So my program will have to set 4 new servo positions at every time step while also listening for messages on the serial port. If a message arrives while I'm in the middle of sending the sevo commands, I'll miss it. This is the problem.

What I need is a way to make sure that I don't miss messages while maintaining nice servo messages. It's almost like both of these things need to be on their own loop. If this was a computer program I would use multi-threading.

I wonder if there is a solution using Interrupts? I've use these for managing digital outputs but not checking the serial port?
10  Using Arduino / Programming Questions / Servos Patterns and Serial Comms - suggestions please on: May 13, 2011, 06:11:30 am
Hey Guys,

I've written a simple RS232 protocol that uses an Mega to communicate several integer values to multiple Unos. It works fine, robust and quick. To make sure I don't miss important data changes (for whatever reason, e.g. noise) I send the data packets continuously.

The Unos are going to continually move 2-4 servos each, going through preset motion patterns. When data from the mega changes the servos will either switch into a different motion pattern, or modify the variables in the existing one (e.g. the servos maybe sweeping between two angles, the new message might change these angles). The changes need to be instant and smooth on receipt of the new message.

At the moment I'm not sure what the best way to approach this is. I don't want glitchy servo motion from slow position updates as a result of checking serial messages, and I don't really want to implement a state machine where message checking is done infrequently and important packets may be missed.

I'd love to hear your suggestions of a nice way to get these two functions to work together as seamlessly as possible. I've tried searching the forum but most question of this nature relate to quite simple digital functions, I'm worried that using serial and the servo library might complicate things. Also, many people use a serial packet to move a servo, which is quite easy as you just update the position when the message arrives. I need the servo to be going through its motions all the time.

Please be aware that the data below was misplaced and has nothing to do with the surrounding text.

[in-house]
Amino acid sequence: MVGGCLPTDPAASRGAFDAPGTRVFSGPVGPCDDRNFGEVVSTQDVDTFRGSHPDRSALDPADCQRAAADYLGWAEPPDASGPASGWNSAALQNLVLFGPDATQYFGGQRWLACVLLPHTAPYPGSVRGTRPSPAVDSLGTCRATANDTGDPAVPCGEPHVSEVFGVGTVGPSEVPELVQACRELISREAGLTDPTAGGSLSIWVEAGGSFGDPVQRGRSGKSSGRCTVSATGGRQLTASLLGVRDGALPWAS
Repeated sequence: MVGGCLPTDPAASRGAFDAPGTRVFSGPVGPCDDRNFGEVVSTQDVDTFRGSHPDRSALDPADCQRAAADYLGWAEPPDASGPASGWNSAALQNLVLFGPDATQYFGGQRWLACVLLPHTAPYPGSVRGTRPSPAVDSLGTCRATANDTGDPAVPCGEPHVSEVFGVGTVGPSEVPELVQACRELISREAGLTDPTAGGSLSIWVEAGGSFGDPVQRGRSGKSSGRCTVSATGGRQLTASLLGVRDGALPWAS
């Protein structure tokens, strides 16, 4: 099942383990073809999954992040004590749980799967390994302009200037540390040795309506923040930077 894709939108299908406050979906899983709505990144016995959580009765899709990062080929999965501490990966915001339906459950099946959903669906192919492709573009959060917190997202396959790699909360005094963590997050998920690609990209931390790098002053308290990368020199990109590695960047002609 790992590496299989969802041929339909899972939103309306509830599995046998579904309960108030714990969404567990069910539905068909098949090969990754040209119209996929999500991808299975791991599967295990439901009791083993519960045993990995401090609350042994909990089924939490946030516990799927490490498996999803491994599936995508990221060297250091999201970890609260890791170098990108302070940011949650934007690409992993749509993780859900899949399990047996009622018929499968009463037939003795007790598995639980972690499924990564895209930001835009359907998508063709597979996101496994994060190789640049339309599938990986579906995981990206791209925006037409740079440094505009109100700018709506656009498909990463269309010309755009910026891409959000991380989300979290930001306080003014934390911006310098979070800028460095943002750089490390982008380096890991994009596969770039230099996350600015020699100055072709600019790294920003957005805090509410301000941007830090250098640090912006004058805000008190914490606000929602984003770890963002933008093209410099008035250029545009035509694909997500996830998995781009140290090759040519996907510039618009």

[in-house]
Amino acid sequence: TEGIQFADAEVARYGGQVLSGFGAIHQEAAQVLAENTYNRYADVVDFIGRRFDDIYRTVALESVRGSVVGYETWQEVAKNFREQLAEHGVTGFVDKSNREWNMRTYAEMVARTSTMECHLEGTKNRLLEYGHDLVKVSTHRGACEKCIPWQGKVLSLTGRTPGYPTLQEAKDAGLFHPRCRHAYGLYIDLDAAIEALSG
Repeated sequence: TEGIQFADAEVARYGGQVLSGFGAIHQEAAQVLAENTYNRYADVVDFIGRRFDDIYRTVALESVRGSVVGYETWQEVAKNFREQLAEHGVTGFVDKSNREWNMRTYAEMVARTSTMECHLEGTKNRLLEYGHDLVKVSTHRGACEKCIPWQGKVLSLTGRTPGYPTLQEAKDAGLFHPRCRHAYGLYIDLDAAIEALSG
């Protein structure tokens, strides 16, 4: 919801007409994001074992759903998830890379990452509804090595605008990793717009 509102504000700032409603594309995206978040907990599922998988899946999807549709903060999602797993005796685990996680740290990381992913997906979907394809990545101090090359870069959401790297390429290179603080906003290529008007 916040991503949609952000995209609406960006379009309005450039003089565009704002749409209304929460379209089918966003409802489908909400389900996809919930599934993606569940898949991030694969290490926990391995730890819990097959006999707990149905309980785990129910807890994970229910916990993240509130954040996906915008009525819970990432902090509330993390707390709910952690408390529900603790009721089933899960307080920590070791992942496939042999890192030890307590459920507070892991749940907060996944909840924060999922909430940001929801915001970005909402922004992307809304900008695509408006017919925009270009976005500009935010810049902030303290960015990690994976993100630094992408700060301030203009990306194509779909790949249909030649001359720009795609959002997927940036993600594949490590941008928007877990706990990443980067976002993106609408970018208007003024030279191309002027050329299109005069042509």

Many Thanks,

11  Forum 2005-2010 (read only) / Exhibition / Re: House Lights 2010 (400 RGBs) - Just in time on: December 21, 2010, 06:15:28 am
Wow! Very nice 8-)
12  Forum 2005-2010 (read only) / Exhibition / Re: Pitch black theatre navigation device on: December 21, 2010, 10:47:20 am
Thanks for the positive comments guys.

One of the goals of the project was to strip the boundaries between blind and sighted people. So, for example, nobody could find the targets (islands of infra-red transmitted sound) in the pitch black environment without the Lotus (which used IR in a different way), regardless of whether they were blind or sighted. It was more about swapping the senses around than trying to simulate blindness.

But yes, being in a pitch black room for 30 minutes, while relying on technology to guide you, is quite an odd experience! By the end of the project I was almost getting used to it!
13  Forum 2005-2010 (read only) / Exhibition / Pitch black theatre navigation device on: December 21, 2010, 06:37:59 am
Hey guys,

Over the summer I made an unusual navigation system for a temporary pitch black theatre installation in London. This was in collaboration with a visually impaired theatre company. The audience wore Infrared headphones and held the moving navigation device, which was controlled by Arduino. Jump to 0:19 and 0:42 in the video to see them the device, which we called the Haptic Lotus:


I used about 50 Pro Minis for this project! Such a great platform  smiley

More info on the project can be found at and on my blog:


14  Forum 2005-2010 (read only) / Frequently-Asked Questions / Re: Are clone boards reliable? on: December 21, 2010, 11:55:40 am
If it a serial LCD for example, you can completely screw it up by having it connected when uploading code.

Good call, I didn't know that. I just had some IR leds and recievers connected.
15  Forum 2005-2010 (read only) / Frequently-Asked Questions / Re: Are clone boards reliable? on: December 21, 2010, 10:54:50 am
If I were buying that item, I would remove the switch and bridge the connection closed. I am not even sure what the point is

The switch is handy if you've got something connected to the TX / RX pins and want to upload new code. Press the switch when the upload starts and you won't have to disconnect whatever is on TX/RX.

I'm not even sure if this is an official function, just a tip I got from a friend that has saved me lots of time.